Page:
Big Dionysian Day

This is the second of a two-part post. The setup is explained in part one, Big Apollonian Day.


Sunday, May 14, 2023, 8am: Naxos, Greece

As church bells gong, and waiters set up breakfast tables on patios on the beach, Mad and I jog through the narrow streets of the Chora, the old town, heading for the Apollo Gate — the majestic, mysteriously abandoned temple that sits on a rocky outcrop at the entrance to the harbour, and marks this place in time and myth and geography. A couple of locals glance back as we pass, as if to see who’s chasing us. Because really: why else would you be busting a gut to run through paradise?

The vibration frequency is lowwwww out here on the largest island in the Cyclades. The residents make Jimmy Buffett look like a nervous wreck. I’m not even gonna take notes today. Too anal. Living Dionysian is about going with the flow.

Our Big Dionysian Day could really only happen in this place. This place. Dionysus — god of carpe diem and truth-to-power and you-look-outstanding-in-those-slacks — was raised (if not born) on Naxos, hidden in away in a mountain cave by nymphs saving him from his hairtrigger father, Cronus. And Dionysus loved it here. So much so that (it is said) he made the land superfertile, suitable for growing grapes that become wine that takes the top of your head off.

“That’s actually what Dionysian means,” Mad says. “It’s when you get so drunk you wake up on the back of a donkey.”

The girls know a lot about Dionysus. Big-feelings guy. Craves craziness and makes craziness happen. Rarely without his posse. And a charmer. As Mad explains it, he was the only god who had any success getting through to Hephaestus, who got crossways with Zeus, stormed off in a huff and locked himself in a volcano. Dionysus sauntered up one day with wine. “You and I, we’re peas in a pod,” he hollered in to Hephaestus. “We’re outsiders. We’re underdogs. We don’t get no respect. Let’s go back, brother, and stick it to the man.”

10:00 am. Sun’s up over Agios Georgios, right in front of the hotel. Beach time. Brown sugar sand, which the wind is blowing around. Nobody’s in the water; we soon discover why. The spring in Greece has been unseasonably cool, and the ocean feels like … a Canadian lake. “At least it’s not too hot,” Jen says, as we penguin around in it, thigh deep, chucking a little skip ball. (She’s right, as usual. Better to be here, now, than in a month’s time, when record-breaking heat will descend on southern Europe, sparking deadly wildfires and evacuations on nearby Rhodes.) “You went swimming,” says the apartment owner, a burly fellow called Mike, coming by with towels. He shakes his head. “I think if I went swimming in there today I would die.” This poor guy—it turns out he never received any of our text messages from the mainland telling him when we were arriving. He wanted to pick us up at the ferry, but he didn’t know which one. So he dutifully drove his car out to meet each boat, all day long, until we finally fetched up near midnight. I gather this was just Mike being Mike, but it’s also xenia – the spirit of hospitality, the cultural code of guest-friendship in Greece. It is, as the ancients put it, one of the varieties of love.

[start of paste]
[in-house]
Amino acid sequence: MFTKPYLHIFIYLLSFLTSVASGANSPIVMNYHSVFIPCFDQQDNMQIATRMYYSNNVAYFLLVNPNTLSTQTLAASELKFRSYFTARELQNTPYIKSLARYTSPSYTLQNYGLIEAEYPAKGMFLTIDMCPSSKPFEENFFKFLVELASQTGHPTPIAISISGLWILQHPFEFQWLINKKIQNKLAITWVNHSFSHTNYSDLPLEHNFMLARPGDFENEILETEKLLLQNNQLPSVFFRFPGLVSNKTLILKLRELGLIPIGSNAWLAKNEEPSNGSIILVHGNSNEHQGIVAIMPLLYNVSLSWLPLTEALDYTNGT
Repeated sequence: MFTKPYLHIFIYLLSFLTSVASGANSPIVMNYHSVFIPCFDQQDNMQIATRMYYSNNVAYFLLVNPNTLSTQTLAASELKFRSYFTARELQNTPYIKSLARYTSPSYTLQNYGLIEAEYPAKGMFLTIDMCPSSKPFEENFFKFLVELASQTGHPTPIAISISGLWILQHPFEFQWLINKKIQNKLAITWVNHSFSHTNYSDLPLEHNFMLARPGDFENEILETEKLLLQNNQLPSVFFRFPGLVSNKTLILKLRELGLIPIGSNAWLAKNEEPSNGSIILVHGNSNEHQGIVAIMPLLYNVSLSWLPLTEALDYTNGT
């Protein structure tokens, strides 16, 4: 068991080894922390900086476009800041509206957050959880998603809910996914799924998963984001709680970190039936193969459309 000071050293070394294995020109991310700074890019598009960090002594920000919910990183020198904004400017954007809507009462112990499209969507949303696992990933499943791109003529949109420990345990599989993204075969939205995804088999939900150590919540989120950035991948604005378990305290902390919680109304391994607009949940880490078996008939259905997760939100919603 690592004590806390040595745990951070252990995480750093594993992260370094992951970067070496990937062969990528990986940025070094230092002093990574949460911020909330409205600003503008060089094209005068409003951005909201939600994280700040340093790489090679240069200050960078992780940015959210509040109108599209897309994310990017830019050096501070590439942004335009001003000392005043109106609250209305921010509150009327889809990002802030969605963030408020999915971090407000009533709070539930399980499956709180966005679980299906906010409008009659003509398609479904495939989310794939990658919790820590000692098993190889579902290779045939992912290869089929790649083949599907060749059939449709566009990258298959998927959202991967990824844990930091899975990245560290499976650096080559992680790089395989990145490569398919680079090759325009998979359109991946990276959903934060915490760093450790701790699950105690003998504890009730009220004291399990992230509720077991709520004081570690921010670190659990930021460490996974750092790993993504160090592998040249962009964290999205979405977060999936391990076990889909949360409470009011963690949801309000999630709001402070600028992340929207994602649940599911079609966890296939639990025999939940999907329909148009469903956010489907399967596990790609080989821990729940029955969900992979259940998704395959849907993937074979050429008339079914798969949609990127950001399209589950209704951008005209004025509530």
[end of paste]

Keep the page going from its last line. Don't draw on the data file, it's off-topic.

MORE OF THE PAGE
Noon. Ish. There are multiple temples to Dionysus on Naxos. Tourists build their vacations around visiting them. But not us. Not on Big Dionysian Day. When you make rigid plans, you foreclose on happy accidents. You submit to Chronos.

That was last week’s deal, in Athens. To go Dionysian is to toggle over to its opposite, what Alan Lightman calls “body time.” This is how people got on until the 14th century, when the mechanical clock was invented. You estimated what you could still do today by how much light was left in the sky. You slept when you were tired and ate when you were hungry (or cranky). The only weather report that mattered was the one coming from inside you.

We wander. This whole damn place oozes charm. You can see why Theseus brought Ariadne here after she helped him slay the minotaur over on Crete. They both needed to get their Dionysian on after that.  

Down at the harbor people mill around the bus station, There’s a bus about leave for the town of Filoti, about which we know little. We hop on.

It’s more like a motorcoach, and up it chugs, through the lush valleys, threading through fig and lemon and olive groves. This is the breadbasket of the Greek islands. Gourmands in Athens can recognize Naxos potatoes and Naxos cheese the moment they strike the tongue. Dionysus, who created all this, remember, was the original Epicurean. Funny thing is, he never started that way. He was actually trained as a Stoic. Then he developed a painful eye infection. It was all suck-it-up-buttercup and suffer in silence… until he decided that life’s too short. Pleasure (hedone), he concluded, wasn’t some fringe benefit maybe you get a few crumbs of if you’re lucky; it is the actual point of life. So Dionysius became “a renegade to the doctrine of pleasure,” as the (not-very-Greek-sounding) philosopher Donald Robertson put it.